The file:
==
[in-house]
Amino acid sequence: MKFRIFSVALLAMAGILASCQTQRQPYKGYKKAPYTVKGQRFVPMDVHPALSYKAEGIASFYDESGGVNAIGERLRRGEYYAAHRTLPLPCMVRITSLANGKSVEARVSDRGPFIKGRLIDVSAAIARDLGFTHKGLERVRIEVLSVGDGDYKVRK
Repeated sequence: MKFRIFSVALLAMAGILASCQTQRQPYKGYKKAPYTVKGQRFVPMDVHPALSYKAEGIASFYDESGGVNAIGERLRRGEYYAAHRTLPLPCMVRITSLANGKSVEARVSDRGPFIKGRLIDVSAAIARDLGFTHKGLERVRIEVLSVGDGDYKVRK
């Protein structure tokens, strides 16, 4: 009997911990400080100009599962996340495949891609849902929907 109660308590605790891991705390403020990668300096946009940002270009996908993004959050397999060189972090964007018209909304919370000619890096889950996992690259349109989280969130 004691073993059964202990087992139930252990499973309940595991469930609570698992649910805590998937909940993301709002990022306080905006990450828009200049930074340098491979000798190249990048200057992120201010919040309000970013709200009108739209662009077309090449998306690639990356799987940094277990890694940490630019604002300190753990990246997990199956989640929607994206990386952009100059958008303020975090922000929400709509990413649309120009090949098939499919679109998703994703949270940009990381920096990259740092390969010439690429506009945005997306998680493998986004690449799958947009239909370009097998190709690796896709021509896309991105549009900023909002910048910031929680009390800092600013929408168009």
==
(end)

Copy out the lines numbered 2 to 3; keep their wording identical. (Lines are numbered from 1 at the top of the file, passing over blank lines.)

Amino acid sequence: MKFRIFSVALLAMAGILASCQTQRQPYKGYKKAPYTVKGQRFVPMDVHPALSYKAEGIASFYDESGGVNAIGERLRRGEYYAAHRTLPLPCMVRITSLANGKSVEARVSDRGPFIKGRLIDVSAAIARDLGFTHKGLERVRIEVLSVGDGDYKVRK
Repeated sequence: MKFRIFSVALLAMAGILASCQTQRQPYKGYKKAPYTVKGQRFVPMDVHPALSYKAEGIASFYDESGGVNAIGERLRRGEYYAAHRTLPLPCMVRITSLANGKSVEARVSDRGPFIKGRLIDVSAAIARDLGFTHKGLERVRIEVLSVGDGDYKVRK